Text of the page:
Page Banner

United States Department of Agriculture

Agricultural Research Service

Title: Late Gestation and Advanced Lactation at Cessation of Milking Do Not Delay Mammary Epithelial Apoptosis in Dairy Cattle

Authors
item Annen, E - UNIVERSITY OF ARIZONA
item Capuco, Anthony
item Gentry, P - UNIVERSITY OF ARIZONA
item Baumgard, L - UNIVERSITY OF ARIZONA
item Collier, R - UNIVERSITY OF ARIZONA

Submitted to: Journal of Dairy Science
Publication Type: Abstract Only
Publication Acceptance Date: January 5, 2004
Publication Date: June 20, 2004
Citation: Annen, E.L., Capuco, A.V., Gentry, P.C., Baumgard, L.H., Collier, R.J. 2003. Late gestation and advanced lactation at cessation of milking do not delay mammary epithelial apoptosis in dairy cattle. Journal of Dairy Science [abstract]. 86(Suppl 1):117

Technical Abstract: Advanced pregnancy and concurrent lactation at cessation of milking are two factors thought to slow mammary involution in dairy animals. Our objective was to characterize the temporal pattern of apoptosis in the bovine mammary gland following milk stasis. Serial mammary biopsies were performed on 11 Holstein cows during late lactation and the dry period. Cows were dried-off 60d before expected calving. Mammary biopsies were taken at -5, 0, 1, 2, 3, 4, 5, 6, 7, 8, 10, 14, and 21d relative to cessation of milking. Tissues were fixed in neutral buffered formalin, and paraffin sections were subjected to TUNEL assay for immunohistochemical detection of apoptotic cells. The incidence of mammary epithelial cells undergoing apoptosis was lowest in lactating tissue, peaked (P< 0.0001) 2d following cessation of milking and then declined through d8. At d2, the incidence of apoptosis was 4 to 8-fold greater than that in lactating tissue. By d8, the number of apoptotic mammary epithelial cells did not differ (P > 0.05) from pre-stasis values. Rodents and ewes typically initiate apoptosis by 2d post-stasis and reach peak apoptosis at approximately 4d. Because these species are not typically in advanced gestation and lactation when milk removal ceases, we hypothesized that onset of apoptosis would be slower and incidence of apoptosis reduced in cows as compared to sheep and rodents. Our data indicate that onset of epithelial apoptosis in cows is rapid but transient and alveolar integrity is maintained throughout the 21d post dry-off. Further, a second wave of apoptosis involving intralobular stromal elements appears to initiate at d4 and peak at d5 (P<0.05). The balance between apoptosis and cell proliferation during this time frame is currently under investigation. Data are consistent with rapid initiation of tissue remodeling of both epithelium and stroma during the dry period of dairy cows.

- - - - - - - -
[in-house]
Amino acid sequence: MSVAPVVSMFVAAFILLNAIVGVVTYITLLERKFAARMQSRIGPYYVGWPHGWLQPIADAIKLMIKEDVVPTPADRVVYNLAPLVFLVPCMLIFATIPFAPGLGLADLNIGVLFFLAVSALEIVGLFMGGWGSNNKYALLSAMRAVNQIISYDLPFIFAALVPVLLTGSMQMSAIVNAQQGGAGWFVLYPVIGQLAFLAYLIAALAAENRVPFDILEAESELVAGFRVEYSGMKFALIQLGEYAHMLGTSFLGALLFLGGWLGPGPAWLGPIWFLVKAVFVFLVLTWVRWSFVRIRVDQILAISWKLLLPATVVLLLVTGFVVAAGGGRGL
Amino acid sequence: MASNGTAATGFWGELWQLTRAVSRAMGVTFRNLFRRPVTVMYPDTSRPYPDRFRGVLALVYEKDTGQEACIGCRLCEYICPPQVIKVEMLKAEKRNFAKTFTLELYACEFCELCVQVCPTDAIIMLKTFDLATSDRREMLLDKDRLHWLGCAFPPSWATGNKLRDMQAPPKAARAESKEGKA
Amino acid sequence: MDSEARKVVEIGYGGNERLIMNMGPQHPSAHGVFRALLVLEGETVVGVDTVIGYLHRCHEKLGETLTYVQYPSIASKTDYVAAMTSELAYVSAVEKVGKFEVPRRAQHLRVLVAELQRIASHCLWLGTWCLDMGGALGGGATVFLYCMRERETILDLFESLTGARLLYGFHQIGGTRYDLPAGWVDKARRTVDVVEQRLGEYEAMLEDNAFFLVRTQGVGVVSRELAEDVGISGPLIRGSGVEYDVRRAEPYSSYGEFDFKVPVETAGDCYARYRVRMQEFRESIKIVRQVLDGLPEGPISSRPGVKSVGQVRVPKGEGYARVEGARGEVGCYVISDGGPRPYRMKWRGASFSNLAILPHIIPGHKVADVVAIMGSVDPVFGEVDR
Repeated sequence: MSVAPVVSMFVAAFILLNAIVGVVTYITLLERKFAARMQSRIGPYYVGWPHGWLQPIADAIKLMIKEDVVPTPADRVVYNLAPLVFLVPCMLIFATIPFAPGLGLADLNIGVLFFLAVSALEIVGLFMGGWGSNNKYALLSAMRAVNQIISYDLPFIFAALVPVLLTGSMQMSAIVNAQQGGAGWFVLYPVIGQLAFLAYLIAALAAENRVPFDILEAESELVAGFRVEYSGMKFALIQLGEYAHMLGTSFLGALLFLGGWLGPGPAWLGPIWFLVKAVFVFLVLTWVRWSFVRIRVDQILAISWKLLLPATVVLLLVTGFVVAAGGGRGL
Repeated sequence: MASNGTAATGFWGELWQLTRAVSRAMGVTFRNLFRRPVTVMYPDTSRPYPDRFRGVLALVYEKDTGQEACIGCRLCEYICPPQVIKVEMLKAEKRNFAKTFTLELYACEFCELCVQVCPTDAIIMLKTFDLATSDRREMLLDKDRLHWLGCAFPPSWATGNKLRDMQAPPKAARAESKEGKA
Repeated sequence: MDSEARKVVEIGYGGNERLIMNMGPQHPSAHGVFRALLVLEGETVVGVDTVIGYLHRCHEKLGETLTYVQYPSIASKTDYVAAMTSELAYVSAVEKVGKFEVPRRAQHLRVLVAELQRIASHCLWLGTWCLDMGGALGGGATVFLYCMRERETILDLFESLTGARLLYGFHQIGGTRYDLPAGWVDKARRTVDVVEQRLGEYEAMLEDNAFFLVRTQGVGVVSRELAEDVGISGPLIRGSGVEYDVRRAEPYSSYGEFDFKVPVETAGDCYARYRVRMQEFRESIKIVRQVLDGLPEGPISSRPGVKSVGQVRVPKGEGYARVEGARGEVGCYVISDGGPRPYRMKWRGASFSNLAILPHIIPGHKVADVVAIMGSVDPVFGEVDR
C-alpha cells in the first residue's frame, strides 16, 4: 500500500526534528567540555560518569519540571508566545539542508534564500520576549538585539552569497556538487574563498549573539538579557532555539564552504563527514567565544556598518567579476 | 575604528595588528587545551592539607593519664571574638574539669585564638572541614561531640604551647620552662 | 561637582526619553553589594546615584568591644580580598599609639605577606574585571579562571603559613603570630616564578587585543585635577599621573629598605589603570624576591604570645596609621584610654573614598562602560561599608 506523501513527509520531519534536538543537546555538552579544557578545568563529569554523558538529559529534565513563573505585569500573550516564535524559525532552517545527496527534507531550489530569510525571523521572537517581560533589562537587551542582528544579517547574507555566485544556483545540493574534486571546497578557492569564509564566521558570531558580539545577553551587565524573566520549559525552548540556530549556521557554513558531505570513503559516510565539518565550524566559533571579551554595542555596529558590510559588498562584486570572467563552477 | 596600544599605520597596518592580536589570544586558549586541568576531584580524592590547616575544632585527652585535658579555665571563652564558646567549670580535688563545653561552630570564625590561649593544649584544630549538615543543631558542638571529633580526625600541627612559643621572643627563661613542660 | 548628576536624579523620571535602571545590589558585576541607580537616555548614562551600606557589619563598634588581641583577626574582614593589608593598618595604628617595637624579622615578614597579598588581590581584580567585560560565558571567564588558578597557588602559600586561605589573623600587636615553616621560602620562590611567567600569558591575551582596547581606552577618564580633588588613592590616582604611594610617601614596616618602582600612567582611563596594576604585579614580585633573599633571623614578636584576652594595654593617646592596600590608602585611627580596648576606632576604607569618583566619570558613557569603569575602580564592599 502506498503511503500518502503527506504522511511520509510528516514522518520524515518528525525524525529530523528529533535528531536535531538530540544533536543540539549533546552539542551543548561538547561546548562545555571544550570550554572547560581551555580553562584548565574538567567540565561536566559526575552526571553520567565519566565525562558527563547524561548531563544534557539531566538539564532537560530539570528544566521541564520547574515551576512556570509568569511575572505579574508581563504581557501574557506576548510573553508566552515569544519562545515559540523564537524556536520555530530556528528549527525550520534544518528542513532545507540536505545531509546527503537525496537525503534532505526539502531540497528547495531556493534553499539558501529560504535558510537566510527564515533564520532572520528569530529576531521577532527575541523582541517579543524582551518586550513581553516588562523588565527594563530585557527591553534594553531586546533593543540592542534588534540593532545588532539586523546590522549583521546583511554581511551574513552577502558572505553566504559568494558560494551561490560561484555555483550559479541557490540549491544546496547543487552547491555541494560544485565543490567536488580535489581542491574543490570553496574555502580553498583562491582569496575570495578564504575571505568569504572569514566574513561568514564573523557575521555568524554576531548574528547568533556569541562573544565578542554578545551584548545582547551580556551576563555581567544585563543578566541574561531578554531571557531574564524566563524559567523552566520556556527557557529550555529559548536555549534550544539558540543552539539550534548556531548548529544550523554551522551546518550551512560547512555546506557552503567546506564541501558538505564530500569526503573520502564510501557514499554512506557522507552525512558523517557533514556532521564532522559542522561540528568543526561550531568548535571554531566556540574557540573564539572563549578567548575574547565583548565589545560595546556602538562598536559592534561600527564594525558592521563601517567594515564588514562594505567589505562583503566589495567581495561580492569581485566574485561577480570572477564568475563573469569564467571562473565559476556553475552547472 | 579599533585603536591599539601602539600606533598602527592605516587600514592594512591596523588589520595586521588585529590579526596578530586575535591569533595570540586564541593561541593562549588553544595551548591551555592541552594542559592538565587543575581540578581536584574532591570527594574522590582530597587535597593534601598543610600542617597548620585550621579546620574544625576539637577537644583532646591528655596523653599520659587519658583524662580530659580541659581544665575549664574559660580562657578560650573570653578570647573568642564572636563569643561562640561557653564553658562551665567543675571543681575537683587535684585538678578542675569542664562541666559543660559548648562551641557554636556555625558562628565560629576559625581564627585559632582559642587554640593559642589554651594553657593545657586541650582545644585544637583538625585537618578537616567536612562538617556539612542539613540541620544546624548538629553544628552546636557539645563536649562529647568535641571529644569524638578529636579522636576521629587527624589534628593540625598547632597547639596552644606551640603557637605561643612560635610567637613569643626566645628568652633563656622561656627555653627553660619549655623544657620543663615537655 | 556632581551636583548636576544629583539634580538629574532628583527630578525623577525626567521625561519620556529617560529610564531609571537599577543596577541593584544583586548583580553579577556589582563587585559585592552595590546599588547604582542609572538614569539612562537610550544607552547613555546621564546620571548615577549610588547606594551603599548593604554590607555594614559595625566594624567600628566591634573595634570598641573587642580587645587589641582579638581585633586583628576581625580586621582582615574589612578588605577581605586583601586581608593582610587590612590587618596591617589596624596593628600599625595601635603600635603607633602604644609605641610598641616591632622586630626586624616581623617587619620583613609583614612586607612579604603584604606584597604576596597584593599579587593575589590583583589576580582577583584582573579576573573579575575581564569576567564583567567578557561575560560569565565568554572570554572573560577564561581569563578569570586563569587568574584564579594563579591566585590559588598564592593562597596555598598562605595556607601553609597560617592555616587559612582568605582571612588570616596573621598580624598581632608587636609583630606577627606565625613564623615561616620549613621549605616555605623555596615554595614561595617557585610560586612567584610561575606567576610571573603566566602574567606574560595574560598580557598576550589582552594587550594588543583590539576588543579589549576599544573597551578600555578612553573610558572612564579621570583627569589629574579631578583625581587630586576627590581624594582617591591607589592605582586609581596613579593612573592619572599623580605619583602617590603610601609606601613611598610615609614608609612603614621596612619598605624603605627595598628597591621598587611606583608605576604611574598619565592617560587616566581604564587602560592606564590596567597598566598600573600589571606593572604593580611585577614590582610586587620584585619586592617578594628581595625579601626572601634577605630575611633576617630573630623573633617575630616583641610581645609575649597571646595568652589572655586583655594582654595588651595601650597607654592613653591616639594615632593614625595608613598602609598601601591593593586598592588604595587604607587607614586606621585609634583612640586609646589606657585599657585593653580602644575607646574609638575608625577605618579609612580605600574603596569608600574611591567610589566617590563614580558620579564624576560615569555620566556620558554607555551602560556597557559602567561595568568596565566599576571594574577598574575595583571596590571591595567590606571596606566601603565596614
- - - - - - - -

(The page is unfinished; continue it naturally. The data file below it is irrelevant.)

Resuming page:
Last Modified: 11/26/2014
Footer Content Back to Top of Page